Monday, December 15, 2008

Much Easier Than I Expected

We took the pig to the slaughterhouse today. I wanted to build both a ramp and a wooden crate to go in the back of the pickup truck, but I only had time to build the ramp. We figured that the pig would probably fit in our largest dog crate. Paul took the day off from work, because we figured it might be difficult to convince the pig to walk up the ramp and get in a dog crate, and we had to be at the slaughterhouse by 5pm at the absolute latest.

This November and December have been really cold so far, and the ground has been frozen for much of it. Today, however, it was 50 degrees and raining. The entire pig pen was deep, sticky, sucking mud, and my feet weighed about 30 pounds each within moments of stepping in. First, I got the pig used to the dog crate. She was very annoyed because she hadn't been fed yet today, so I sprinkled some grain at the back of the crate and opened the door. I couldn't have kept her out of that crate! Of course she ate up all the grain within a few minutes, and wanted more, but she'd have to wait until the truck was ready for her. Paul had gone to the feed store to pick up some fresh straw, so while I waited for him I enclosed her in a small space with the electric fence.

Paul returned and backed his truck up to the pen gate. We set up the ramp, put a nice layer of straw at the bottom of the crate, and extended the electric fence to keep her from escaping out next to the truck and gate. The crate was positioned at the top of the ramp with a bowl full of grain at the back of it, and then we were ready to let her at it.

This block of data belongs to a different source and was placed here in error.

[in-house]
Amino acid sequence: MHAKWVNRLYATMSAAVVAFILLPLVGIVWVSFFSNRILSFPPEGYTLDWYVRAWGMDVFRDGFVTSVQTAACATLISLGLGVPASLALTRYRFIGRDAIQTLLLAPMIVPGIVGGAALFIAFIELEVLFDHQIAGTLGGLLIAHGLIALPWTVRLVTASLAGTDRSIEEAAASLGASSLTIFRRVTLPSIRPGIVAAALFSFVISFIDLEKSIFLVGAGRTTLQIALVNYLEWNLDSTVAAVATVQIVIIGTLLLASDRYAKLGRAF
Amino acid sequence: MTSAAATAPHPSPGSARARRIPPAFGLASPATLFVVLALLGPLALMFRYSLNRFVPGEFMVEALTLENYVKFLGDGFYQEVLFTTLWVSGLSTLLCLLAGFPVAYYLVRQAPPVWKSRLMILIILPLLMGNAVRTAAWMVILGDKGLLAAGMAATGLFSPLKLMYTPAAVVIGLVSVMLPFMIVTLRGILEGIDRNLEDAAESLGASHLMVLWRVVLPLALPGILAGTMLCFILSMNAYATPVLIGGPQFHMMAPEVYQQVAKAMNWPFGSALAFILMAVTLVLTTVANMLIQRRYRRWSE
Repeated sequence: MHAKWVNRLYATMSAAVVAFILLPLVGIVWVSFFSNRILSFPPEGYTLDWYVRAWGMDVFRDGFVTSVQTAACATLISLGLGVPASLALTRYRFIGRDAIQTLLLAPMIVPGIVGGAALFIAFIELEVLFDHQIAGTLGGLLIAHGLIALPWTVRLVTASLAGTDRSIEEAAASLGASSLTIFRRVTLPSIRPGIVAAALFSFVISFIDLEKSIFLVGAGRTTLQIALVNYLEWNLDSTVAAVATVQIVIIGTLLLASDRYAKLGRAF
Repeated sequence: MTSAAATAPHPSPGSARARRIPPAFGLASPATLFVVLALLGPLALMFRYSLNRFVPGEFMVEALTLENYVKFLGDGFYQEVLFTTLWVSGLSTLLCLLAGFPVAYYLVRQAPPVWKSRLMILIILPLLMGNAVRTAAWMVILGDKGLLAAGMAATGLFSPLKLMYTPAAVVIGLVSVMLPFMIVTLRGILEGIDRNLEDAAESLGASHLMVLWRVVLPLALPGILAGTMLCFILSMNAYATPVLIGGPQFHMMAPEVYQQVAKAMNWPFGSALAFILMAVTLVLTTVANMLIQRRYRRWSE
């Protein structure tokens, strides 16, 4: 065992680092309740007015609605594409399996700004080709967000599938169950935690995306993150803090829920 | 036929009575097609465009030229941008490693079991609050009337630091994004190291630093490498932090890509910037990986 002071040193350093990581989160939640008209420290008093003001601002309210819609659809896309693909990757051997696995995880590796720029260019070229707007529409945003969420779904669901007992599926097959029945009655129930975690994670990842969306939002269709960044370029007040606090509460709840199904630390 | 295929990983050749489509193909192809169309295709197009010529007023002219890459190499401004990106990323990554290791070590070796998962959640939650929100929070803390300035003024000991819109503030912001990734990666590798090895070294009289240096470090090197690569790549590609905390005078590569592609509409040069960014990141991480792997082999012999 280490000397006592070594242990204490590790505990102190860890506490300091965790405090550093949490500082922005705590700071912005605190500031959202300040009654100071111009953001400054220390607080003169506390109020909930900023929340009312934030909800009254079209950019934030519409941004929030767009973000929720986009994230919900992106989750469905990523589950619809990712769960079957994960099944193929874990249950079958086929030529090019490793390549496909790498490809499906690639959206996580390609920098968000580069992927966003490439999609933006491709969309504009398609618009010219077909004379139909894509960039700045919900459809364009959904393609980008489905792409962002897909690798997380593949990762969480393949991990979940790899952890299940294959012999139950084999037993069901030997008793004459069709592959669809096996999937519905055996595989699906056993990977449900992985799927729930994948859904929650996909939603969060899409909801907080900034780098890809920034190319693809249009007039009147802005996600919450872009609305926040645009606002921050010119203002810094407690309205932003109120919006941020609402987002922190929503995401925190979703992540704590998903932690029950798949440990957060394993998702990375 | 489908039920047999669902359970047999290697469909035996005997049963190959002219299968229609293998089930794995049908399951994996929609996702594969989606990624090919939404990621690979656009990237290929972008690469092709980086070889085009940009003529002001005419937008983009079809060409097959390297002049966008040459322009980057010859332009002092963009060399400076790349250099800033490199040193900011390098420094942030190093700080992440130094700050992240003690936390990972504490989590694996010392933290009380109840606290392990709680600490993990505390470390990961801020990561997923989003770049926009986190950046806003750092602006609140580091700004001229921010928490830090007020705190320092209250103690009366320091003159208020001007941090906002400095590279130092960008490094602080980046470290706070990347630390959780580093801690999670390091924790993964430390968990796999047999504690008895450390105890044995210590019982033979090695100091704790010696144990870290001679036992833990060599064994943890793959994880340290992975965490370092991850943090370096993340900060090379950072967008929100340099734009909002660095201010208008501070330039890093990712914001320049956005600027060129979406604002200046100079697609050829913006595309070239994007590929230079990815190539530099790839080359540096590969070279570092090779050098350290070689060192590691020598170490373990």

The pig didn't even think twice before hauling herself up the ramp and into the crate. It took a bit of prodding to get her big pig butt far enough into the crate to be able to close the door, but she wasn't interested in going anywhere. We couldn't believe how easy it had been. I had expected to need to coax the pig up the ramp with more grain, since she'd never seen one before, but she knew that the dog crate was full of good things and there was no way she was going to miss out on them.

Paul did have a lot of trouble getting out of the farm with all that slippery mud and an extra 200 or so pounds in the back, but he managed. However, the driveway is now thoroughly torn up and there are a couple of big holes going up the slope from where he got stuck temporarily, so all of that will need to be dealt with before I'll be able to take my car down there again, even in warm, dry weather.

It was about a 45 minute drive to the slaughterhouse, but once the pig finished her meal, she decided that the straw made a nice bed and she slept the whole way there. Actually, she was so comfortable that she refused to leave the crate at the slaughterhouse. Even when dumped halfway out, she scrambled back in and braced her legs against the sides. We ended up lifting the crate entirely off of her before she finally decided to stand up and wander down the aisle.

Our meat will be ready on the 20th. I'm really looking forward to real, fresh bacon, hams, pork chops and sausage. And it will be really nice to have that pig off of our feed bill.


Tracy said...

Yay! An update!
Sounds like it would have been better if the ground would have still been frozen -- but then it would have been a much colder task. Glad you have that all taken care of, now you are ready for a winter of salt pork & potatoes like the old pioneers did on the prairie! :)

Mel, Foxtail Farm said...

I definitely would prefer cold to mud. As long as I have plenty of layers, I don't mind cold, but as soon as you start adding precipitation I would much rather look at it than go out in it.